Your privacy is important to us. We will not give, sell or share your e-mail address with anyone, for any purpose—ever. Nonetheless, we will expose you to the following irredeemably brazen plugs: 

Want to support On the Table, without spending a dime of your own money on it? 

It’s easy. Whenever you want to shop on Amazon. Com, click on any of the book links below, then whatever you buy there will earn a commission for this newsletter without adding to the cost of whatever you purchase there (it doesn’t even have to be one of our books).

The Resource Guide for Food Writers
(Paper)
(Kindle)
[these newsletters merely update the contents of this book; 
what doesn’t appear here is already in the book]

The Herbalist in the Kitchen
(Hardcover)
(Kindle)

The Business of Food: Encyclopedia of the Food And Drink Industries
(Hardcover)

Human Cuisine
(Paper)
 (Kindle)

Herbs: A Global History
(Hardcover)
(Kindle)

Sausage: A Global History
(Hardcover)

Can It! The Perils and Pleasures of Preserving Foods
(Hardcover)

Terms of Vegery
(Kindle)

How to Serve Man: On Cannibalism, Sex, Sacrifice, & the Nature of Eating
(Kindle)

Here endeth the sales pitch(es)...

...for the moment, anyway.

______________

The Resource Guide for Food Writers, Update #189 is protected by copyright, and is provided at no cost, for your personal use only. It may not be copied or retransmitted unless this notice remains affixed. Any other form of republication—unless with the authors prior written permission—is strictly prohibited.

Copyright (c) 2016 by Gary Allen.


The Bus

Wednesday, June 1, 2016

Early one morning—lying in that half-dreaming, half-waking state where one can imagine things and also watch oneself imagining them—I saw myself driving to a reading I was to give. Writers often do them, partly to inform the public about the literary life, partly to promote the sales of their work, but mostly because the writer gets to listen to the sound of his own voice blathering along, largely uninterrupted for an hour or so. Twain described such events as “dignified insurrections.” In my dream, an insurrection was to be fomented before a group of students from some previously unknown school. One of the things writers get to indulge, when giving these talks, is a bit of self-aggrandizing about the writerly life. Of course it’s all self-aggrandizing but, specifically, we get to prattle on about the sources of our so-called “inspiration,” and creative urges in general. It’s all a load of equine excrescence, but we can’t help ourselves.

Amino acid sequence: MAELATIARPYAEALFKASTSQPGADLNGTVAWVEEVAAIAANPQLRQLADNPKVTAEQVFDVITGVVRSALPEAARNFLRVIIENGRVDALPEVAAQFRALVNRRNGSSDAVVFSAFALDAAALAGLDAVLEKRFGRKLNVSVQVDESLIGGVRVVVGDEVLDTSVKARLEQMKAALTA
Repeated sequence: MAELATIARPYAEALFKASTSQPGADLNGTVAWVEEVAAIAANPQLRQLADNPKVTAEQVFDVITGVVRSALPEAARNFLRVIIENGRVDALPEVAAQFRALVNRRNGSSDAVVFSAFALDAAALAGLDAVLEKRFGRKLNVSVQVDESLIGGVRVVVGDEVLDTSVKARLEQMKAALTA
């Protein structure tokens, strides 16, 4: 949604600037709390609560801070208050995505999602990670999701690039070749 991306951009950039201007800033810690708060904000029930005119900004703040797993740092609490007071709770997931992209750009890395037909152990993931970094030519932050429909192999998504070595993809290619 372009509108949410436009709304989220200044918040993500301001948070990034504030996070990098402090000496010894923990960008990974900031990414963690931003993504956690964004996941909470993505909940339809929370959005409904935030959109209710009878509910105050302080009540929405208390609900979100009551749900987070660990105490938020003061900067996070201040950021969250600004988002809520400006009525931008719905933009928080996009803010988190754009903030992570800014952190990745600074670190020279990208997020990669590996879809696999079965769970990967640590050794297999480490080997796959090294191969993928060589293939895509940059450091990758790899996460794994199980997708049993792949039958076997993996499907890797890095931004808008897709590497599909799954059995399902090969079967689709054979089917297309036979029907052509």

Anyway, I was driving along, attempting, without much luck, to pry open a few imaginary oysters in search of pearls of wisdom to include in my opening remarks. Soon, without realizing it—as is so often the case in dreams—I arrived at my destination. I reconnoitered the scene, looking for a good parking spot—one that offered a quick escape in the event that the proceedings turned surly.
Just outside, I saw a bus.
A little bus.
You know what I’m talking about, right? I don’t have to resort to a bunch of un-PC remarks about the sort of students who ride those little buses, do I? There are words that insensitive people use to describe them—words that I would never use—words that distinguish them, rightly or wrongly, from all the “normal” children who ride bigger buses.
It was a little bus. 
Having already leapt to all the inappropriate conclusions about the audience I was about to address, an entirely different notion popped into my head. It was how my potential audience was strangely à propos, after all. 
My realization, upon seeing the little bus, was that I, and the riders of the little bus, had so much in common. I don’t mean to say that writing doesn’t require some degree of intellectual acumen. One does need to know how to string words together in some sort of coherent order, and have some degree of familiarity with the rules of grammar, for example. However, intellectual considerations only apply to the “how” of the writing process.
They don’t address the “why.”
That’s the locus of our obvious shared feeble-mindedness. How, otherwise, can we explain the fact that we’re willing to spend years of our lives poking away at a keyboard (in my case, with just two fingers), for practically no money?